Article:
Sustainability isn’t just about energy. It’s also about the longevity of the building’s function and its ability to support occupants over a lifetime. By 2030, it is estimated that 25 percent of the developed world’s population will be over 65. According to AARP, aging Baby Boomers want to live independently as long as possible and a 2012 AIA Housing survey showed home accessibility renovations on the rise. This isn’t unique to the US: a report by the British government concluded that, 鍍he aging of the population will be one of the greatest challenges of the 21st century for housing.・One burgeoning solution is urban co-housing, where occupants have easy access to city resources and communal support. With co-housing, occupants live in modest-size homes or apartments and share common resources, like kitchens and laundry facilities. In the city of St. Gallen, Switzerland, for example, a former 19th century embroidery factory was rehabbed to include 17 private apartments with communal spaces for occupants over 50.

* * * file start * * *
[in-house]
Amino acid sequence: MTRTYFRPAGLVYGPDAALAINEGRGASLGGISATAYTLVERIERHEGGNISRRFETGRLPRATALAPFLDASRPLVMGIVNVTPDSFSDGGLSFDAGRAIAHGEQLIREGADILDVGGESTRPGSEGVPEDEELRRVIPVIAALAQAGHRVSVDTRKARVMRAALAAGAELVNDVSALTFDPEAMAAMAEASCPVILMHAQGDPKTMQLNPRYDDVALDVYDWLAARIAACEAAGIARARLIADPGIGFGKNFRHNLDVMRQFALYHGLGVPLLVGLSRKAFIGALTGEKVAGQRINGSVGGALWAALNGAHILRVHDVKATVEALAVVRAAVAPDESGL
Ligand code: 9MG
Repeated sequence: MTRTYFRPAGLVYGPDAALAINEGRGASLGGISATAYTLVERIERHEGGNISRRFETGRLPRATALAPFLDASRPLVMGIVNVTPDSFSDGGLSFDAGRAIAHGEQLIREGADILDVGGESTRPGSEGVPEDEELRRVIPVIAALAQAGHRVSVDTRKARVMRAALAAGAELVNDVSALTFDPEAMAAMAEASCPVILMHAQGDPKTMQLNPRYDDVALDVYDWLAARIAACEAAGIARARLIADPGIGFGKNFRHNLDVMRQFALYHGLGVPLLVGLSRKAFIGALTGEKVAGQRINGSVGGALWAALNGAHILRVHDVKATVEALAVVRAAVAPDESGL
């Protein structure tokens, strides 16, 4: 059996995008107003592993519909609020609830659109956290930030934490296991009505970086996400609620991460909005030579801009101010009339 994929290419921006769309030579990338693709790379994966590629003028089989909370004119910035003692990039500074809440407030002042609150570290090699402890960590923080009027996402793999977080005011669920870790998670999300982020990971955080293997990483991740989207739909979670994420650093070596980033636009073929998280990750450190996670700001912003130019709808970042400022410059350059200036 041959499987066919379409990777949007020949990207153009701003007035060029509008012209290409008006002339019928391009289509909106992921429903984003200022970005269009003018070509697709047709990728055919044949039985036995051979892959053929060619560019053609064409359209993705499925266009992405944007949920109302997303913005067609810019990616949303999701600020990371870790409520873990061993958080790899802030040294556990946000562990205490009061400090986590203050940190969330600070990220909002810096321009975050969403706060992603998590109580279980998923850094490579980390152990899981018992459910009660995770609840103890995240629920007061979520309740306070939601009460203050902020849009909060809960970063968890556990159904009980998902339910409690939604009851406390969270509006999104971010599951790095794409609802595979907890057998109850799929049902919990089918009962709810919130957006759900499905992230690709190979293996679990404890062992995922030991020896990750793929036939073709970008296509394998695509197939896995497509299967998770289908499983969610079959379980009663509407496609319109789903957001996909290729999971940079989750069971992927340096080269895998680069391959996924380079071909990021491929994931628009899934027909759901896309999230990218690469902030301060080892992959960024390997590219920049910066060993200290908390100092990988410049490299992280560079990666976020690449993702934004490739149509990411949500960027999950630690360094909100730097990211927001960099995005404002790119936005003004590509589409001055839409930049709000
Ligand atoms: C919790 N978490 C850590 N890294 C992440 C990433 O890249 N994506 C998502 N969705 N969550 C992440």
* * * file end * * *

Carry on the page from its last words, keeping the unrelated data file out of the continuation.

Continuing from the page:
It may be surprising to learn that the fastest growing residential area in Baltimore is the central business district of downtown. The last decade has seen downtowns from Baltimore to Los Angeles redefine themselves through office-to-residential conversions. The key lies in developing multiple resources at once. Housing alone cannot reform downtown and single use zoning must be supplanted by mixed-use opportunities. In Roanoke, Virginia, a town in the Shenandoah Valley with 97,000 residents, developer Ed Walker reinvigorated a historic downtown by simultaneously rehabbing existing resources into homes, cafes, and music venues. The Kirk Avenue Music Hall, which Walker opened four years ago, entices musicians to come to town with a free night in a nearby loft apartment. “We don’t have money, we don’t have fame, so hospitality is really critical,” Walker told The New York Times. In less than a decade, Walker has renovated more than twelve historic buildings into homes, stores, and restaurants, spurring Roanoke’s downtown population to grow from 10 to 1,200.